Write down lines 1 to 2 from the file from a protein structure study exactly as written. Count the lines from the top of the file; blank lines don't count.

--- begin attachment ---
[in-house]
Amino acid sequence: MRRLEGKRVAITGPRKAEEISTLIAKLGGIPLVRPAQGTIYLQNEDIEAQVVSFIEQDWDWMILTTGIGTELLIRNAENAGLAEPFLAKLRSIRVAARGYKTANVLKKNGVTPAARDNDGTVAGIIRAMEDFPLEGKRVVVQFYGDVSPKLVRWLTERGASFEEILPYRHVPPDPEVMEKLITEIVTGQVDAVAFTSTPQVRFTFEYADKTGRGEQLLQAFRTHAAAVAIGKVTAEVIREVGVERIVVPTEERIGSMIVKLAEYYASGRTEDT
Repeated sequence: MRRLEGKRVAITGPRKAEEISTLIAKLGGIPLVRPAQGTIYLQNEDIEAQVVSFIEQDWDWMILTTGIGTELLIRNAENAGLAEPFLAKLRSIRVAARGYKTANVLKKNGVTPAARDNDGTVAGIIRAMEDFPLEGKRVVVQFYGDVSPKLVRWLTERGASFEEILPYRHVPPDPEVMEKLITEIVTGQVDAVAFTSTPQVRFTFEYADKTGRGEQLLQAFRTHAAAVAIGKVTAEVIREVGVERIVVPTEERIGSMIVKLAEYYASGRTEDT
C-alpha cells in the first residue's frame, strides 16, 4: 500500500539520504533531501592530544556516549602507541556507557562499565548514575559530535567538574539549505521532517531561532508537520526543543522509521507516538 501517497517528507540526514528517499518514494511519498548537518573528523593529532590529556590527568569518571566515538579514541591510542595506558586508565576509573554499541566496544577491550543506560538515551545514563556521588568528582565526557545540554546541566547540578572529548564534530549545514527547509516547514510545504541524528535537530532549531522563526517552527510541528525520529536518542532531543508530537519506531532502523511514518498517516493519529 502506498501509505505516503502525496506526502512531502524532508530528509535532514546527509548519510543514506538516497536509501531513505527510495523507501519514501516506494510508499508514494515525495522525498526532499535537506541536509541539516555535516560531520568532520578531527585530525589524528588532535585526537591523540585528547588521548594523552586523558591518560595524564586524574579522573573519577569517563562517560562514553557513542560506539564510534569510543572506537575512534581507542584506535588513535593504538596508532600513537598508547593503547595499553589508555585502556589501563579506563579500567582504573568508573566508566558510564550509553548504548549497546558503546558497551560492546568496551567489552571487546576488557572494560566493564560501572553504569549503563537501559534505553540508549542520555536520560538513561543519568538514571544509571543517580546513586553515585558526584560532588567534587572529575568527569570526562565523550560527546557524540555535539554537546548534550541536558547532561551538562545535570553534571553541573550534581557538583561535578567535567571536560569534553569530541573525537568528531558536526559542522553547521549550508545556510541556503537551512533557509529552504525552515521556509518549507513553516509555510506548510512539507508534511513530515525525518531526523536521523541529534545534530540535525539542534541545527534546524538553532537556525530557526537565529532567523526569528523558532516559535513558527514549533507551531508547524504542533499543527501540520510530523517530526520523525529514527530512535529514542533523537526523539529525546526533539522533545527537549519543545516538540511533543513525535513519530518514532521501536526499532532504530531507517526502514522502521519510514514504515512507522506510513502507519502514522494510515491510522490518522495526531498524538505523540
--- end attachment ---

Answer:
[in-house]
Amino acid sequence: MRRLEGKRVAITGPRKAEEISTLIAKLGGIPLVRPAQGTIYLQNEDIEAQVVSFIEQDWDWMILTTGIGTELLIRNAENAGLAEPFLAKLRSIRVAARGYKTANVLKKNGVTPAARDNDGTVAGIIRAMEDFPLEGKRVVVQFYGDVSPKLVRWLTERGASFEEILPYRHVPPDPEVMEKLITEIVTGQVDAVAFTSTPQVRFTFEYADKTGRGEQLLQAFRTHAAAVAIGKVTAEVIREVGVERIVVPTEERIGSMIVKLAEYYASGRTEDT